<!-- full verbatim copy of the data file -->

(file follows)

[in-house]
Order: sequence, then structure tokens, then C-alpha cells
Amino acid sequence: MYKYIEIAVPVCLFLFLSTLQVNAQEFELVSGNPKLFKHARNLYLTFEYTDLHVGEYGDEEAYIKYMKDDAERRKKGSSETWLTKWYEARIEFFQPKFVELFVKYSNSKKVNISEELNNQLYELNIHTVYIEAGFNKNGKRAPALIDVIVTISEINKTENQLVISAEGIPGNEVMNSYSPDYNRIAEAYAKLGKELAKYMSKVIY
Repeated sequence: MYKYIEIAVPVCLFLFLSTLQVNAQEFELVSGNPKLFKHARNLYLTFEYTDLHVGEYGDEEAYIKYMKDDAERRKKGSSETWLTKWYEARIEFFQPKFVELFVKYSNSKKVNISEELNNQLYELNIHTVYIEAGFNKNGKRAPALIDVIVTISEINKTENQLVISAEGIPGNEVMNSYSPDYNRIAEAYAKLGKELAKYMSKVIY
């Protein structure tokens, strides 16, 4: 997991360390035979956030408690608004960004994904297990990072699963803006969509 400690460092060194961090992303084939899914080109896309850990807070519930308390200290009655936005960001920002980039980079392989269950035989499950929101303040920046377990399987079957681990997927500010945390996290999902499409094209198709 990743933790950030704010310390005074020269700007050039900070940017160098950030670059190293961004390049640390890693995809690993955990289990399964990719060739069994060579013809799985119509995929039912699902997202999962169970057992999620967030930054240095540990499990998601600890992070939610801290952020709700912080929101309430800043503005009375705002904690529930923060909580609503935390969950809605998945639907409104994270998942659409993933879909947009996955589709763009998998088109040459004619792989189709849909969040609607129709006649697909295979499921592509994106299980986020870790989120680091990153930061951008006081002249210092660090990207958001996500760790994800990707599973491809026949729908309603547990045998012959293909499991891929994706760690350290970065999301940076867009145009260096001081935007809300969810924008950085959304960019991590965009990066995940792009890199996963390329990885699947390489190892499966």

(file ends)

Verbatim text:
[in-house]
Order: sequence, then structure tokens, then C-alpha cells
Amino acid sequence: MYKYIEIAVPVCLFLFLSTLQVNAQEFELVSGNPKLFKHARNLYLTFEYTDLHVGEYGDEEAYIKYMKDDAERRKKGSSETWLTKWYEARIEFFQPKFVELFVKYSNSKKVNISEELNNQLYELNIHTVYIEAGFNKNGKRAPALIDVIVTISEINKTENQLVISAEGIPGNEVMNSYSPDYNRIAEAYAKLGKELAKYMSKVIY
Repeated sequence: MYKYIEIAVPVCLFLFLSTLQVNAQEFELVSGNPKLFKHARNLYLTFEYTDLHVGEYGDEEAYIKYMKDDAERRKKGSSETWLTKWYEARIEFFQPKFVELFVKYSNSKKVNISEELNNQLYELNIHTVYIEAGFNKNGKRAPALIDVIVTISEINKTENQLVISAEGIPGNEVMNSYSPDYNRIAEAYAKLGKELAKYMSKVIY
């Protein structure tokens, strides 16, 4: 997991360390035979956030408690608004960004994904297990990072699963803006969509 400690460092060194961090992303084939899914080109896309850990807070519930308390200290009655936005960001920002980039980079392989269950035989499950929101303040920046377990399987079957681990997927500010945390996290999902499409094209198709 990743933790950030704010310390005074020269700007050039900070940017160098950030670059190293961004390049640390890693995809690993955990289990399964990719060739069994060579013809799985119509995929039912699902997202999962169970057992999620967030930054240095540990499990998601600890992070939610801290952020709700912080929101309430800043503005009375705002904690529930923060909580609503935390969950809605998945639907409104994270998942659409993933879909947009996955589709763009998998088109040459004619792989189709849909969040609607129709006649697909295979499921592509994106299980986020870790989120680091990153930061951008006081002249210092660090990207958001996500760790994800990707599973491809026949729908309603547990045998012959293909499991891929994706760690350290970065999301940076867009145009260096001081935007809300969810924008950085959304960019991590965009990066995940792009890199996963390329990885699947390489190892499966």